A leopard doesn’t change its spots…

…and we certainly wouldn’t want them to, would we? Because they are beautiful! This gal certainly is.leopard_drinking1 We encountered her on our last afternoon in the Okavango Delta, drinking from the river. She paused only briefly to check us out (look at that pink tongue!),leopard_tongue2

before sitting down to contemplate her dinner options, or where that handsome male leopard might be, or maybe even the answer to the ultimate question of life, the universe, and everything [which we all know is 42].

We (our safari jeeps and a couple others) proceeded to follow her for almost a half hour as she leisurely strolled through the bush, apparently with no particular destination in mind or even any concern about us. You can see her pass between jeeps here, stopping only momentarily to look at us and continue on her way. I imagine this happens to this gorgeous gal a lot. (The guides who work the Okavango Delta are very good and know the animals, their habits, and their habitats. They might not be able to find every animal you wish to see, some are too rare or too shy, but they know where the big cats are hanging out!)

She decided she’d had enough of us shortly after this, walking a bit further away (I love this one picture – on the left – because I captured her in the act of lifting her foot and you can see her foot pad). She sat behind a tree for a few minutes and then disappeared into the bush.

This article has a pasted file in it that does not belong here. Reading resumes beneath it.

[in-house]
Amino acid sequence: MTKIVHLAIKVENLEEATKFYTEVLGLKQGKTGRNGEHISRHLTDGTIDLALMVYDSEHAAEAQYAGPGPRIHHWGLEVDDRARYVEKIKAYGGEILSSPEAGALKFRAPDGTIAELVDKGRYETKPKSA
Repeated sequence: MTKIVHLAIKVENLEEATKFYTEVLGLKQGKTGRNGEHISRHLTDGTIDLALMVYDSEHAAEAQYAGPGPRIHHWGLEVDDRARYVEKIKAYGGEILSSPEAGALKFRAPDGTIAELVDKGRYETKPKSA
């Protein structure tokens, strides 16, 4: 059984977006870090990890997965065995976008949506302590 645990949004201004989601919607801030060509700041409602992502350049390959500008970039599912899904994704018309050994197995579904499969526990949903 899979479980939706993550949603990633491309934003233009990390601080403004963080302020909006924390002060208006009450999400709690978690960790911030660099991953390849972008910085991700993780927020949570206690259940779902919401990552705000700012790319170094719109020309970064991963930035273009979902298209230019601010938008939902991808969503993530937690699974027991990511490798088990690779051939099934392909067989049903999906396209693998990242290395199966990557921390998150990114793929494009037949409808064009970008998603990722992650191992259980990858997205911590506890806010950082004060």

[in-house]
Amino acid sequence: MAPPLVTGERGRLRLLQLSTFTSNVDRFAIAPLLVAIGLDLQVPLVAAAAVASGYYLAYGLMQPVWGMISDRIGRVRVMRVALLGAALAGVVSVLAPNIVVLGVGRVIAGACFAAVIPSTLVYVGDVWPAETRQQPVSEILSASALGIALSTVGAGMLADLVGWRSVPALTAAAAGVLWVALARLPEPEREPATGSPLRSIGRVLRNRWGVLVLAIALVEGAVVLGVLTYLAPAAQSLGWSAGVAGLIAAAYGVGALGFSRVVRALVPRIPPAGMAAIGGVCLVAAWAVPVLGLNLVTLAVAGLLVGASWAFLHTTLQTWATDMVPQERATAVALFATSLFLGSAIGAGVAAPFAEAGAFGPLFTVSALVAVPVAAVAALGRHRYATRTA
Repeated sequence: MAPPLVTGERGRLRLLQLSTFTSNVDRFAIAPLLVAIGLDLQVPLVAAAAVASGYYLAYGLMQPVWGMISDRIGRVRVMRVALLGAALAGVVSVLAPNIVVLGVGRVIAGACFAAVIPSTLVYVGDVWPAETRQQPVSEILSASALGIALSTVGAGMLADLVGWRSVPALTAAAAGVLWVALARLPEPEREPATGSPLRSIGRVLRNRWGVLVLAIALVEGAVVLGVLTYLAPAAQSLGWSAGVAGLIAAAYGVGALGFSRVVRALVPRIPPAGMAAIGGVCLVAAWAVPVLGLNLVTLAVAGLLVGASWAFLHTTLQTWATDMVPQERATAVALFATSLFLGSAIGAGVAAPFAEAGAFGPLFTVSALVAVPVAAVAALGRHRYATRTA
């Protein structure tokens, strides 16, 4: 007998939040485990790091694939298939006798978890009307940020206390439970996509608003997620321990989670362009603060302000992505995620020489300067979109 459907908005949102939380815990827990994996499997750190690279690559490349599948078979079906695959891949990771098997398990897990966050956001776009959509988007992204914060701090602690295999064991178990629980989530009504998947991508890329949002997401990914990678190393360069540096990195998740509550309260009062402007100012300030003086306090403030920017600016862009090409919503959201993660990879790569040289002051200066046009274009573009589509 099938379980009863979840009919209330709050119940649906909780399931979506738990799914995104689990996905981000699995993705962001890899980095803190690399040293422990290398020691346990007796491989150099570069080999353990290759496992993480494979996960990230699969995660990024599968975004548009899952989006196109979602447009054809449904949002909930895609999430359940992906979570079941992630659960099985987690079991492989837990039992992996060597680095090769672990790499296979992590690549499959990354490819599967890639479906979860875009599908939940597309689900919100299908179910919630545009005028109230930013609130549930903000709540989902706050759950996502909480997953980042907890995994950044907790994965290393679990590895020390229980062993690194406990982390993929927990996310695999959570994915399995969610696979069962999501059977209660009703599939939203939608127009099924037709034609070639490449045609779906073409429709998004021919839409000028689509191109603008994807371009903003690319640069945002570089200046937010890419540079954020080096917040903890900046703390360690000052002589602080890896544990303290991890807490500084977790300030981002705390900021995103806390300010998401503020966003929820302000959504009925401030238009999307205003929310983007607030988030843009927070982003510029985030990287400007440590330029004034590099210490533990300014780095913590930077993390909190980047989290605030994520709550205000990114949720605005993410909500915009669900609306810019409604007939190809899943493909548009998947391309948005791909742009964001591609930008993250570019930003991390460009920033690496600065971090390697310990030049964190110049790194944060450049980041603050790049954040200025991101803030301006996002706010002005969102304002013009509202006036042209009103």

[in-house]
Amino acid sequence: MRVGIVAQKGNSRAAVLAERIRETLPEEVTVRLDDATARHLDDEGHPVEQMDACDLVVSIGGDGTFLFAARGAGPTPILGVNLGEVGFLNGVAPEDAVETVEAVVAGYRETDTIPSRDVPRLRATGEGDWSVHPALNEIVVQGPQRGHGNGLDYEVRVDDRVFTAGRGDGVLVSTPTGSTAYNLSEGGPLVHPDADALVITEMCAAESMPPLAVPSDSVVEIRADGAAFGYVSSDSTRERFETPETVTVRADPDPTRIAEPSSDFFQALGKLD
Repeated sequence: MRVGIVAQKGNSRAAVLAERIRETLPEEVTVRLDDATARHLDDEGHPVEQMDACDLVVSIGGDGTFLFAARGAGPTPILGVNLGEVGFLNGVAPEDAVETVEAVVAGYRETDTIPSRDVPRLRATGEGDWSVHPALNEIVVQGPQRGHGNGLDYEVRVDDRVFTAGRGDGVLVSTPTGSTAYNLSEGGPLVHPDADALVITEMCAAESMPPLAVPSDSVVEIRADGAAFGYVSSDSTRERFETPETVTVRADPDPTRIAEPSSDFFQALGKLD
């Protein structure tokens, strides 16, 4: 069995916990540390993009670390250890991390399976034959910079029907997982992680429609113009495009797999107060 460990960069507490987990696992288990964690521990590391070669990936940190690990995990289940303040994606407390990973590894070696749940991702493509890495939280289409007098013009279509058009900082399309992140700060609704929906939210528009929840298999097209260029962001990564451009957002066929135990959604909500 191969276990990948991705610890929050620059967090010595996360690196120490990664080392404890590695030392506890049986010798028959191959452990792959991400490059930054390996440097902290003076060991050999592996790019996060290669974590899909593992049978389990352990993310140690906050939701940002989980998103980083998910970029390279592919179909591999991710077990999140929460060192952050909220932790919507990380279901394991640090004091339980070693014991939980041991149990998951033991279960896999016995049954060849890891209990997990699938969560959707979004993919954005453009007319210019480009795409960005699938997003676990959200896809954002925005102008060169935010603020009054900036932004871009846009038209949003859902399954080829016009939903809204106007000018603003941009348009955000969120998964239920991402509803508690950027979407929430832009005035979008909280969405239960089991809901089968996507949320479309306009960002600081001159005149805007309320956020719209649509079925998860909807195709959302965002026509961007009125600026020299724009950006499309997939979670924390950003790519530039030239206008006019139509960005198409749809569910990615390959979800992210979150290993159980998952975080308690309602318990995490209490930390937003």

It was a wonderful way to say goodbye to the Delta.

 

Is there anything cuter than a baby elephant?

Silly question. Of course not.

So here’s a picture of a baby elephant w/mama, nursing.

nursing_baby_elephant

This was one of the local herds. They were there in the mornings, enjoying the watering hole across the road from our camp. (This, by the way, is an example of the differences between dry season safaris and wet season safaris. As the dry season progresses, and the number of watering holes diminish, all the animals congregate closer together. So – in November – on that cusp between dry and wet, the animals came to us. In the wet season, they have more options, so disperse more widely. I’m told there’s a LOT more driving on those safaris.)

The herd seemed somewhat habituated to humans, but that certainly doesn’t mean they trusted all of us, especially when there were babies present. You’ll see in this photo series, a baby who’s separated a bit from the others, but as soon as the herd noticed we were watching, the adults rushed in to keep the little ones closer.

We maintained our distance, of course, as instructed, but still there was at least one elephant who would stand sentry. Given the matriarchal nature of elephant herds, we imagine this is an auntie who’s keeping an eye on us. auntie_watching

There were at least three babies with this herd, but it wasn’t always possible to get good pictures of all of them, so I thought I’d end with this cute little one following mama, finally having had enough of us spectators. mama_and_baby